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05 March 2015
Australian Prime Minister, Tony Abbott, has announced tougher immigration controls and a national security crackdown. His announcement comes in the wake of the Sydney hostage siege in December 2014, when an Iranian refugee, Man Haron Monis, walked into a cafe and held 18 hostages at gunpoint.
A report into the siege came to the conclusion that the decisions made by authorities regarding Monis enabling him to stay in Australia were reasonable. However, the report did recommend changes to immigration, citizenship and bail legislation.
His plans will see the denial of welfare payments to individuals seen as a threat, the revocation of passports for those who have dual citizenship and in some cases the restriction of overseas travel; this in a bid to prevent funding and limit the movement of terrorists.
Mr Abbott said that some personal freedoms will suffer in order to be able to fight the continued threat of radical groups such as Islamic State (IS).
In a statement of intent, amid growing pressure for him to take action, he said: "For too long, we have given those who might be a threat to our country the benefit of the doubt. We will never sacrifice our freedoms in order to defend them, but we will not let our enemies exploit our decency either."
Mr Abbott believes that plans to tighten Australian immigration laws will help remedy the failings of the current system.
However, an opposition leader labelled the measures 'a weak attempt from a failing and flailing' leader to repair a tarnished reputation by provoking fear in the community.
Green Party leader, Christine Milne, said: "This approach worked for him in opposition and he thinks it will work while he's in power, but the Australian public are not going to fall for it."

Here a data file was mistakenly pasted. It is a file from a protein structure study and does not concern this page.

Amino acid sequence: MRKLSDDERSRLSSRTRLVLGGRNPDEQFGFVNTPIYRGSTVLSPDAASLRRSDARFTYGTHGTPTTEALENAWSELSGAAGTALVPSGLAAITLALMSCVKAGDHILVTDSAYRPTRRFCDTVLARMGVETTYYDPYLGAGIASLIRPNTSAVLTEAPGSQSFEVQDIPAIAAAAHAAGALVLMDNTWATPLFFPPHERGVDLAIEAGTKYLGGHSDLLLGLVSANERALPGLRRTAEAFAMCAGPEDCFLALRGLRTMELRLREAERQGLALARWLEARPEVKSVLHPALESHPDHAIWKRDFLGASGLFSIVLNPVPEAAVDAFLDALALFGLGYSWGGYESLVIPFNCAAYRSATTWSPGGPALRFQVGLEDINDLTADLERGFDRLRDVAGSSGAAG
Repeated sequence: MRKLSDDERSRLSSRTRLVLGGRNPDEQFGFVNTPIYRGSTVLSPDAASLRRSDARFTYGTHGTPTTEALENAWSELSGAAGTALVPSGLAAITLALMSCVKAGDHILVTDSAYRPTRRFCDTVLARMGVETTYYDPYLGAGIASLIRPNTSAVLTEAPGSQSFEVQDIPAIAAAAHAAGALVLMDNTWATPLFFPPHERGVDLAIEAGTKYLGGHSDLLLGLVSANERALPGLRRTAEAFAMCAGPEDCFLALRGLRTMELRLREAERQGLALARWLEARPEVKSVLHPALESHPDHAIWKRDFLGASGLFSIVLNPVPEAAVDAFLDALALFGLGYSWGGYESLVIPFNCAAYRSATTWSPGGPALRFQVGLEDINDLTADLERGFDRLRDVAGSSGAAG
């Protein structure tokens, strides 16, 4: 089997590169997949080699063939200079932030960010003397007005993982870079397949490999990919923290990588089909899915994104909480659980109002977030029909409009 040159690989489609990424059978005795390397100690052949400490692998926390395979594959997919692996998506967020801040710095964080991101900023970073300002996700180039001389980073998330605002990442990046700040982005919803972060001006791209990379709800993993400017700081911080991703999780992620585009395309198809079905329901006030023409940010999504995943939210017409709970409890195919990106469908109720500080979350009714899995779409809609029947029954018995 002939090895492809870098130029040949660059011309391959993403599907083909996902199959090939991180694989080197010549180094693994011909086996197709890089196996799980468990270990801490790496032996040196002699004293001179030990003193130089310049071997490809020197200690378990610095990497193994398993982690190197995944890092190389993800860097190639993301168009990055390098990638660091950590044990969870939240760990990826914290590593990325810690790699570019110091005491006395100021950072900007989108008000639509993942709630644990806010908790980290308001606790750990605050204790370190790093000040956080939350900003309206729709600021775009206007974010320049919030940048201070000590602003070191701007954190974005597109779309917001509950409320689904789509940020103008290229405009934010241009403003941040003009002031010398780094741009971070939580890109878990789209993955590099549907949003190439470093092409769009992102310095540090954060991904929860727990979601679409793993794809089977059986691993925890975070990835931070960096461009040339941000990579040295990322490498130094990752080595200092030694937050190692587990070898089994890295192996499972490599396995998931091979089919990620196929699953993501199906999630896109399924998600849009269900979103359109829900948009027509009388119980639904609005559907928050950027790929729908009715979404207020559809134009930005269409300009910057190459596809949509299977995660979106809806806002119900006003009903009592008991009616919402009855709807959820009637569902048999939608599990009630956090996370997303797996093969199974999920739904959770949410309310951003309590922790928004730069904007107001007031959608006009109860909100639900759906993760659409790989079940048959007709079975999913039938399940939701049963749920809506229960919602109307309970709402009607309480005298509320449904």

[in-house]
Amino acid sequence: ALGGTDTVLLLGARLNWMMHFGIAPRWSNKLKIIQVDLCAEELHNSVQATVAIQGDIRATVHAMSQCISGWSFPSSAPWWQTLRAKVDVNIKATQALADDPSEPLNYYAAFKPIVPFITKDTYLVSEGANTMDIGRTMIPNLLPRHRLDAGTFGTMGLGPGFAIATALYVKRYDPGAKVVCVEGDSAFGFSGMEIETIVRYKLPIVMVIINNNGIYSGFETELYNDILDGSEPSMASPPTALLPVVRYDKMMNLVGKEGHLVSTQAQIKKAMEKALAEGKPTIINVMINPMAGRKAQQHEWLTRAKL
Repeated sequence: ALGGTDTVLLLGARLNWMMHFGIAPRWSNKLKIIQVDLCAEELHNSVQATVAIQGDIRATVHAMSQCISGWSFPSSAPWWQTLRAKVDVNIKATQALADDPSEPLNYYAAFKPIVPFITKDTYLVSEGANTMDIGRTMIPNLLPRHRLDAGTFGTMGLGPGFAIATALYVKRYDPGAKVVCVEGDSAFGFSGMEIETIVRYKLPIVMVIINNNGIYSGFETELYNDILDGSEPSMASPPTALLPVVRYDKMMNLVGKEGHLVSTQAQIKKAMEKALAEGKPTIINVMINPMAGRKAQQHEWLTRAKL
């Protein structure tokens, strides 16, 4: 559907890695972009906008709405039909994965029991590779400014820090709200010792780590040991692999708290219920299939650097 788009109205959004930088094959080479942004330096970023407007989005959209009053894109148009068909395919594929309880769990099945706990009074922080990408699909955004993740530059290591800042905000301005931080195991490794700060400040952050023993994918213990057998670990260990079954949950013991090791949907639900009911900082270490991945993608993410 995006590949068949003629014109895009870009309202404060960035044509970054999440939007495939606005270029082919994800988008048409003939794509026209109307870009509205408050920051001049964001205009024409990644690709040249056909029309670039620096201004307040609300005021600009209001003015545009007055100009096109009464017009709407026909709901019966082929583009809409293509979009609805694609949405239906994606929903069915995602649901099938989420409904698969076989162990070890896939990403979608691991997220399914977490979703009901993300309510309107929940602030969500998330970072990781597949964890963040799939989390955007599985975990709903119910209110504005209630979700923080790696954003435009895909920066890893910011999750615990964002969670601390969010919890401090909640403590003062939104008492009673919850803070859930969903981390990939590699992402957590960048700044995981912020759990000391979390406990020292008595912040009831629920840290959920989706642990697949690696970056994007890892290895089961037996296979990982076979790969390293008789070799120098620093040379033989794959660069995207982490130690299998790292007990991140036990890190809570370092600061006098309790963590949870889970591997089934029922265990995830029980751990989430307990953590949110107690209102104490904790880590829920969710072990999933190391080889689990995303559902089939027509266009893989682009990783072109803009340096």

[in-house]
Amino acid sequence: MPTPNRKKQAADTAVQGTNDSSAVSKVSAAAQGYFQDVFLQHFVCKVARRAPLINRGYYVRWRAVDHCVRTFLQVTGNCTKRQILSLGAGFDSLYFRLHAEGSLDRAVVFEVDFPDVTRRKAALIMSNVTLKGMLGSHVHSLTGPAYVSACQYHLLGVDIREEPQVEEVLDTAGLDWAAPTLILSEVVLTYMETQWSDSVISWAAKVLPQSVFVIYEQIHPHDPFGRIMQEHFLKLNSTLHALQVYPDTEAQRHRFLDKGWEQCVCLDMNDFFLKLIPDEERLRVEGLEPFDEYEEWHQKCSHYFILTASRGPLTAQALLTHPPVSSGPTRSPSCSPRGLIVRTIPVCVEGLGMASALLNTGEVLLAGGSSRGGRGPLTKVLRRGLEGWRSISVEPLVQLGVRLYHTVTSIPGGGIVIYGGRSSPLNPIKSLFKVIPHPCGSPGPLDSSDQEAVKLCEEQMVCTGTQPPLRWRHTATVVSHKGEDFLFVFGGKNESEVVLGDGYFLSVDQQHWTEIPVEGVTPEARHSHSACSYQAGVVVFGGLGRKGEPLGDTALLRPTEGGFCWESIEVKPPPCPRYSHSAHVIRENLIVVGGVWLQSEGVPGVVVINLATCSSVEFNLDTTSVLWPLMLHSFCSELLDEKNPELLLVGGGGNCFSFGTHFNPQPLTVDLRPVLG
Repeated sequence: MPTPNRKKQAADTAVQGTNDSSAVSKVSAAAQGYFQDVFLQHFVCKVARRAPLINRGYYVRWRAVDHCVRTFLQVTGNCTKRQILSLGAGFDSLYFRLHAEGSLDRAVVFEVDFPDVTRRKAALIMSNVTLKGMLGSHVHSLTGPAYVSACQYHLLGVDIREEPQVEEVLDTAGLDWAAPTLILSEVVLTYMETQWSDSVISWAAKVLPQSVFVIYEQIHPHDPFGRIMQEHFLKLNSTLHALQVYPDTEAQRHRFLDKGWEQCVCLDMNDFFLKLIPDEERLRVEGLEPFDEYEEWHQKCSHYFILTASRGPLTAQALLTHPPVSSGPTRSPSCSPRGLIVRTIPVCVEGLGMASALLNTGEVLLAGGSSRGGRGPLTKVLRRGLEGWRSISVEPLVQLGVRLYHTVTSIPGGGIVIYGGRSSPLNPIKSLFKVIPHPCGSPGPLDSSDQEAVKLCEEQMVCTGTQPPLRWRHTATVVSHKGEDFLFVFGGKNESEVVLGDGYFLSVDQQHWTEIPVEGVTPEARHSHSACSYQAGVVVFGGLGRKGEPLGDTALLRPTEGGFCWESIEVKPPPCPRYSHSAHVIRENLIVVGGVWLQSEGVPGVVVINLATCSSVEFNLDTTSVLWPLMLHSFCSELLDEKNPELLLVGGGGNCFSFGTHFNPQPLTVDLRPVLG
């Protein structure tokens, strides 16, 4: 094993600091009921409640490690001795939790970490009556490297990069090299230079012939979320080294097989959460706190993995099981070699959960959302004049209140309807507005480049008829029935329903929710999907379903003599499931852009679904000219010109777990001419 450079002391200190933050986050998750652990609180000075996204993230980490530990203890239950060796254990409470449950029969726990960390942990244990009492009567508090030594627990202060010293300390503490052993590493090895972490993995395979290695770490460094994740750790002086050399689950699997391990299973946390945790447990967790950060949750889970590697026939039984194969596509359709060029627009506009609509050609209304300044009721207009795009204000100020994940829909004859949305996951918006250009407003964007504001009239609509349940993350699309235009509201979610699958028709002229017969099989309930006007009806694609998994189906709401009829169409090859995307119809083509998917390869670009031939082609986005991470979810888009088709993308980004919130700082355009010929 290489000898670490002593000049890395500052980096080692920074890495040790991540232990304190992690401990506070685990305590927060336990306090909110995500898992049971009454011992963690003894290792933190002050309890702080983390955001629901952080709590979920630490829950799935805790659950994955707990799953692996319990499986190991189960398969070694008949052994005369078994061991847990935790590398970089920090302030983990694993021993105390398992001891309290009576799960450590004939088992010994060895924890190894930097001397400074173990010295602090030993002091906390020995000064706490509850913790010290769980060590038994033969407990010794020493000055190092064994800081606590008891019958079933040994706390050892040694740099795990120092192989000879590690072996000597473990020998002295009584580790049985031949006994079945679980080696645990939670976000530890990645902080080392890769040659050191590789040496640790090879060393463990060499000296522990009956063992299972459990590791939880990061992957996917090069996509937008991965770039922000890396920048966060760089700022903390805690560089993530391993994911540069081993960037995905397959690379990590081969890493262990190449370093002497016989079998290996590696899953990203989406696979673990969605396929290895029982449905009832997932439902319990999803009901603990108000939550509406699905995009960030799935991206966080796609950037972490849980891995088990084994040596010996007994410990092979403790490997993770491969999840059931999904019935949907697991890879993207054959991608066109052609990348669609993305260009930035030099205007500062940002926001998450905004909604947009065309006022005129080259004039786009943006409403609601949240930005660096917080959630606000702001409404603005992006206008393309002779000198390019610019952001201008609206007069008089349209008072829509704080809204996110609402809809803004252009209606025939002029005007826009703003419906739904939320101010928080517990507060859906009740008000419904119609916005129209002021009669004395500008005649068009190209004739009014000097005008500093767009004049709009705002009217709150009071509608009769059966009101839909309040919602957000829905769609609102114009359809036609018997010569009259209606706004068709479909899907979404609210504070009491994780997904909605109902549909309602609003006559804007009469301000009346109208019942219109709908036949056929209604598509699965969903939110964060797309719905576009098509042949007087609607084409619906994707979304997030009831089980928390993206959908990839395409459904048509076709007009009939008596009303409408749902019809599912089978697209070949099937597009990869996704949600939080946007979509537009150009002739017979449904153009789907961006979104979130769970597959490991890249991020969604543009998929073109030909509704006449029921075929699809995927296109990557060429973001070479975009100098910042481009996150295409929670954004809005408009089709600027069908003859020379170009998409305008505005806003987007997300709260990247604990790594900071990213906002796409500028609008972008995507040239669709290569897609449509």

Despite successfully fighting off a leadership challenge earlier this month from a member of his own Liberal Party, Mr Abbotts approval ratings amongst voters has remained low since the beginning of 2014.
Mr Abbott said his new laws will also be aimed at tackling 'hate-preachers'. He said that terrorists frequently claimed welfare benefits. He accused dozens of Australians, currently fighting in Iraq and Syria, of being 'on the dole'. He also said that payments to individuals deemed to be a high security risk will soon be stopped.
It's understood that 110 Australians have travelled to Iraq and Syria to join up with extremist groups; the country's security agency is actively investigating over 400 'high-priority' cases, which is more than double the figure of 12 months ago.
Australia, a firm ally of the USA and its efforts to quash Islamic State in both Iraq and Syria, has been on high alert for attacks by home-grown Islamist extremists. Australia raised its threat level in September 2014. Dubbed the 'anti-extremism' strategy, Abbot's plan is to prevent a repeat of the Sydney siege and monitor more closely the threat from home-grown extremists.
Written by Daniel Waldron and Sanwar Ali
Edited by Sanwar Ali